Also, the fan motor at the condenser unit was replace about 10 years ago and it was replaced with the 1/3 HP 208/230 volts 1075rpm at 1.9amps. I am not sure if the condenser fan was chosen to match close to the 1/3HP furnace motor the previous home owner installed.

    Sorry again for the long write up!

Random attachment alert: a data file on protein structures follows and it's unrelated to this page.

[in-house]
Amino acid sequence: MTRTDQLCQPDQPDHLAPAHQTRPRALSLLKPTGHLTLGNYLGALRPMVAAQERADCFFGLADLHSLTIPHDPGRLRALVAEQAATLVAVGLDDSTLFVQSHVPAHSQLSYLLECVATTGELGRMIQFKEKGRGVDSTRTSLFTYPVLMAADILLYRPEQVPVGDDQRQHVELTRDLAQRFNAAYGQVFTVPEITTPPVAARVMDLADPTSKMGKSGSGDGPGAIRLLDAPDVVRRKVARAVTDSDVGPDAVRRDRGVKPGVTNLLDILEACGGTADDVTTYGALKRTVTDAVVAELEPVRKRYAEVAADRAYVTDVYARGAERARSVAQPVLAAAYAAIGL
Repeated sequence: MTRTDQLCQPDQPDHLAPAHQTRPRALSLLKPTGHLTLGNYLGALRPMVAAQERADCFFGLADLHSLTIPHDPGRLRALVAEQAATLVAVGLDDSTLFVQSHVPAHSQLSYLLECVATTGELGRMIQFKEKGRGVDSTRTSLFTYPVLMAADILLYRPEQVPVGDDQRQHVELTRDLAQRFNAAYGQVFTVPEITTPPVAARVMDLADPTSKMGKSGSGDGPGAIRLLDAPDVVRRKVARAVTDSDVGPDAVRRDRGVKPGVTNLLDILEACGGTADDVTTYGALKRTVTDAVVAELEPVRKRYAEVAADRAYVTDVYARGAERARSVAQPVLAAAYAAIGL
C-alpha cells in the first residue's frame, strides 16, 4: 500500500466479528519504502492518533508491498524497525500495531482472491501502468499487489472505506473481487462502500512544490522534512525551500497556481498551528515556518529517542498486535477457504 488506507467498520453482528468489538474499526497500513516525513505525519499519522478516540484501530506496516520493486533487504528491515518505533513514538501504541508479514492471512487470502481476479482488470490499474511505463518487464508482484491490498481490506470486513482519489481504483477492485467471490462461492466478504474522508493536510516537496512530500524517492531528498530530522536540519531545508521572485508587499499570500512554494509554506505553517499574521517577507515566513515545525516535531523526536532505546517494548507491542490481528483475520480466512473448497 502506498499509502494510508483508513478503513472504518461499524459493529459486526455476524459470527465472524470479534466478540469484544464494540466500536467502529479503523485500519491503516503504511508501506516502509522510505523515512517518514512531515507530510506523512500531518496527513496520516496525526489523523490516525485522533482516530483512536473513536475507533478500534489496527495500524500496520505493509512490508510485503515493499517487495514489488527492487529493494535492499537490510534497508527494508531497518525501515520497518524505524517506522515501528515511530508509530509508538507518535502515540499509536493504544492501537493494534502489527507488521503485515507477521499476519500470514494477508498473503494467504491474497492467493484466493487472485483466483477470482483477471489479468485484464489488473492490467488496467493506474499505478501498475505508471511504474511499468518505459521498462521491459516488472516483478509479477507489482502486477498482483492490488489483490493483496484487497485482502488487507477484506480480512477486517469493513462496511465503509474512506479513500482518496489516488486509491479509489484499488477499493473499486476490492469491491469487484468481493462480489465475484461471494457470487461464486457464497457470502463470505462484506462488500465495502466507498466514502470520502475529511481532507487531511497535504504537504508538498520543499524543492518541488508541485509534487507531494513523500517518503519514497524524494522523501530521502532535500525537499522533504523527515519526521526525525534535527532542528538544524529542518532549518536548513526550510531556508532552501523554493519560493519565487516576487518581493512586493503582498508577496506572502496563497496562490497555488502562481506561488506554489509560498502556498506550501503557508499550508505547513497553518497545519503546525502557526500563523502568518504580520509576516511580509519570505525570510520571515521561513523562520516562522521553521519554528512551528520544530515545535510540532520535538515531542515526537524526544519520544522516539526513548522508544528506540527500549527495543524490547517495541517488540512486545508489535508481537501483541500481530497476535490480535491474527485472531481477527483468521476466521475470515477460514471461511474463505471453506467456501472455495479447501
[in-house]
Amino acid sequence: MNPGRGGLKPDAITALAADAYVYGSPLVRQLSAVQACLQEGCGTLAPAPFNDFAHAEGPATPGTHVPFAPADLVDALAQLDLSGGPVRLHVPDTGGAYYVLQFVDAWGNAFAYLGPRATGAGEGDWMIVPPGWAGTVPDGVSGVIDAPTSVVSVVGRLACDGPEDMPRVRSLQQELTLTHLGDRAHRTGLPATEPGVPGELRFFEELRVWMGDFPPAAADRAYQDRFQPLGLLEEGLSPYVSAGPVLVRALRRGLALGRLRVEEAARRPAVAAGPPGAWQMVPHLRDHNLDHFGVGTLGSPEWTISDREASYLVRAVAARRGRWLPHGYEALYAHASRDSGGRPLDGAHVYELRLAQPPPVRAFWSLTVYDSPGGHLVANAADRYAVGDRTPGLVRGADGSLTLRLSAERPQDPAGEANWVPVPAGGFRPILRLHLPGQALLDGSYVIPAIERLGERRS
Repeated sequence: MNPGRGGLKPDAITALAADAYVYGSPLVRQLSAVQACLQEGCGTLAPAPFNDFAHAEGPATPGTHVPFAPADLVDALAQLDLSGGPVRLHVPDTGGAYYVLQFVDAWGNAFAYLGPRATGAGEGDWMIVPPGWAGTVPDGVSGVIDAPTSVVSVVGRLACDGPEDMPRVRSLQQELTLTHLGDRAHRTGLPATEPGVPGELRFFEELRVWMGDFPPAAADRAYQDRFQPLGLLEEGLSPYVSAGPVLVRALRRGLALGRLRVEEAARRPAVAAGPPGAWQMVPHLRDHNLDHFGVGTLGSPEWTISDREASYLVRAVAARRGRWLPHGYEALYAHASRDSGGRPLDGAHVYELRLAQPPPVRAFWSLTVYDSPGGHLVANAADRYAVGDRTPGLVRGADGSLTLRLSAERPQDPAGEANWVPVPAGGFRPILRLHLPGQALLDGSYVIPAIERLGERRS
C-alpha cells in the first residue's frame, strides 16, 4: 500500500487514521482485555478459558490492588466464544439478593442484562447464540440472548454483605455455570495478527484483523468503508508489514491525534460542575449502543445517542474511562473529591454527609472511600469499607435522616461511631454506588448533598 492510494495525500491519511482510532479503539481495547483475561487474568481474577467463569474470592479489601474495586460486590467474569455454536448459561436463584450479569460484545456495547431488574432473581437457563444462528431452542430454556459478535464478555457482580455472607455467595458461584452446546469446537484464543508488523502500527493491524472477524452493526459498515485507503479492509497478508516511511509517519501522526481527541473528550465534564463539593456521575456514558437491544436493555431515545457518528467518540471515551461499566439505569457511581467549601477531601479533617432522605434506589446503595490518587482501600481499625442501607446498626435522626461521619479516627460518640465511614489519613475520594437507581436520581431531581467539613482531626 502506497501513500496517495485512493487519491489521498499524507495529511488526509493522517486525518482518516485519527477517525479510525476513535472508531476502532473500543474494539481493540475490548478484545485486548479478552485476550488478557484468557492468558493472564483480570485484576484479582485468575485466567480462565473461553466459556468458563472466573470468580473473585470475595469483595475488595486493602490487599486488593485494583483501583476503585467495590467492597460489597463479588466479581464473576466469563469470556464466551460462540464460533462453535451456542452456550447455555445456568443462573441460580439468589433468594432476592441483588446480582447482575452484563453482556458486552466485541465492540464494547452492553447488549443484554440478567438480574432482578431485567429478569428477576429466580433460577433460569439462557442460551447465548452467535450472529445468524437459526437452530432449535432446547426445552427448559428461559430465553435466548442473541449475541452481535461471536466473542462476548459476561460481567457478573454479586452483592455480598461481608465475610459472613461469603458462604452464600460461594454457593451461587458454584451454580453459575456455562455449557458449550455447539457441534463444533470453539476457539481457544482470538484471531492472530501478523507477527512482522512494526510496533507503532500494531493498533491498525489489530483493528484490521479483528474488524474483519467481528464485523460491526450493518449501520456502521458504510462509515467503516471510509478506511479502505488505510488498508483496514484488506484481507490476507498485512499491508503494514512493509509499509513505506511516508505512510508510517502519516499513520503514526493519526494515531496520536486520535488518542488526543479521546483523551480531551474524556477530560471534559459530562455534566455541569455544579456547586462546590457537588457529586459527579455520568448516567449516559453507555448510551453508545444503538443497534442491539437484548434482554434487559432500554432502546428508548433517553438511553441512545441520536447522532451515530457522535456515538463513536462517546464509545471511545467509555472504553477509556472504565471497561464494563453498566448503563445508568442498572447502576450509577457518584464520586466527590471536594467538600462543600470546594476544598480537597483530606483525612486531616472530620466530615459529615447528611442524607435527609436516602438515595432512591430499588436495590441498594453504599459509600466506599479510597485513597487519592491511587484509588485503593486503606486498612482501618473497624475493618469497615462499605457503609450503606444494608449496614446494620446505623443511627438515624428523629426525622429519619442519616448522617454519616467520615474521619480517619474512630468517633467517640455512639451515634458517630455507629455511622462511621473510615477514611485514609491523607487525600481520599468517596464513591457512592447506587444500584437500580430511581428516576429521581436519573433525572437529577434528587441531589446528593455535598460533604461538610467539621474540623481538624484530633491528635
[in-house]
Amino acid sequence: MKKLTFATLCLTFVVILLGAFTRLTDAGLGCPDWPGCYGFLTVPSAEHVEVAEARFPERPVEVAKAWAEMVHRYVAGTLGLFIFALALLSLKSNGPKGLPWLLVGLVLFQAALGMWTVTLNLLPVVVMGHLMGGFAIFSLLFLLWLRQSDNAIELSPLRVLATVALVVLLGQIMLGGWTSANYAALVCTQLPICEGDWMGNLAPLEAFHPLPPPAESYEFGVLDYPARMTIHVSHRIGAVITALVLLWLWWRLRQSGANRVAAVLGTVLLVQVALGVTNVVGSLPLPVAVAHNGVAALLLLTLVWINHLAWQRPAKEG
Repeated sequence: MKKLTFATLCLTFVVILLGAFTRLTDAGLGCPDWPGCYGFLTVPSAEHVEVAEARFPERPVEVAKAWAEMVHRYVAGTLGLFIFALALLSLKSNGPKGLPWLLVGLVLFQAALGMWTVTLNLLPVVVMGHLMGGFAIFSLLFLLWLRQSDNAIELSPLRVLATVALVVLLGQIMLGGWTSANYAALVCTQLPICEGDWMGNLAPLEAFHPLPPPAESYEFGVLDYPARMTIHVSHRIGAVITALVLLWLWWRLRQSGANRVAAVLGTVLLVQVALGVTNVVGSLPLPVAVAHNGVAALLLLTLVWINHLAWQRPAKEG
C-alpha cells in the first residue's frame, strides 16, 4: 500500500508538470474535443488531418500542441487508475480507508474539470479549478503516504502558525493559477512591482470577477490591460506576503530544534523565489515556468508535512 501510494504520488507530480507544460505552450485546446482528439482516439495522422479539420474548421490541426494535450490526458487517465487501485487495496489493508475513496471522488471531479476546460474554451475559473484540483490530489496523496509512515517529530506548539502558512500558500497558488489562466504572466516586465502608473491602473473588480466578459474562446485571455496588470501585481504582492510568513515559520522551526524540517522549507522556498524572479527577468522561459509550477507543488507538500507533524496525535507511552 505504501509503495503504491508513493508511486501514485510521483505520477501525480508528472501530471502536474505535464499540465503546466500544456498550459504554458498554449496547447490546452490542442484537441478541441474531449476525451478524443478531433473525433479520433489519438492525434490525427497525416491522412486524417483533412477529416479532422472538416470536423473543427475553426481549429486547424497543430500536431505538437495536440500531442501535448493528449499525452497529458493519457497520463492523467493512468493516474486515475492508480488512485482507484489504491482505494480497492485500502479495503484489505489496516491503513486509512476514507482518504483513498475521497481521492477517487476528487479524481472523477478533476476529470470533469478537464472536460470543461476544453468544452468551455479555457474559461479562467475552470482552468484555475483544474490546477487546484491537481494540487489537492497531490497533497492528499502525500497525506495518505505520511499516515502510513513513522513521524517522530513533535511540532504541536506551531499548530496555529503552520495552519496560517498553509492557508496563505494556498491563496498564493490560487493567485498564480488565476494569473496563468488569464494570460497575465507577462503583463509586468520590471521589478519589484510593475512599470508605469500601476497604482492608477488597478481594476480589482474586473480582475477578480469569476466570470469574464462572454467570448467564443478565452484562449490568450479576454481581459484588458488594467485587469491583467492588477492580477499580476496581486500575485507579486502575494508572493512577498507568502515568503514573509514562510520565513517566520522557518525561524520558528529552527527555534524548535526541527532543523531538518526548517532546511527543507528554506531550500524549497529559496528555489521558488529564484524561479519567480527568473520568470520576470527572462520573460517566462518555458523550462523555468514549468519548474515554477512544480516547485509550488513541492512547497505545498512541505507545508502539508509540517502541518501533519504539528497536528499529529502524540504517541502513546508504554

1. Hi Jay! Great question and concern! The furnace and air conditioner in your home are manufactured, sized and based on the amount of air flow that the furnace or air handler produces. Since you have a 3-ton air conditioner you should have a blower that produces 440 cfm (cubic feet per minute) of air per ton or 1320 cfm for a 3-ton system. I would think that installing a 3/4 horsepower motor might harm your heat pump in the air conditioning mode because with the stronger blower motor the increased airflow can boil off more refrigerant and cause the compressor to not get enough cool gas back to the compressor to keep it running cool. You would need to have your unit checked out with gauges and thermometers to make sure you are getting the proper superheat and subcooling for your unit’s design with the new blower motor. I would think that your tech would need to over-charge the unit slightly to get the proper subcooling with the larger blower motor. I would think that you would hear more noise of air flow in your home with the stronger blower. Most of the time 3/4 horsepower blower are used on 4 to 5-ton units. I usually think of 1 amp as like one 100 watt light bulb burning. So if you increase your amps by 2 then it would be like burning two 100 watt light bulbs and this would increase your electric bill to compensate for the extra power for the 3/4 horsepower motor. If you were having trouble heating and cooling your home because of poor airflow in your home, then I might consider going up to the 1/2 horsepower, but I would not recommend the 3/4 horsepower. Some of the universal motors have the speeds rated in horsepower. Like low speed is 1/3 horsepower, medium speed is 1/2 horsepower and high speed is 3/4 horsepower. If this is the case on the 3/4 horsepower motor then I would say that is great, but if you had a straight 3/4 horsepower with low, medium and high speeds then I would not recommend this. I hope I have answered your question. Hope you have a great day! Steve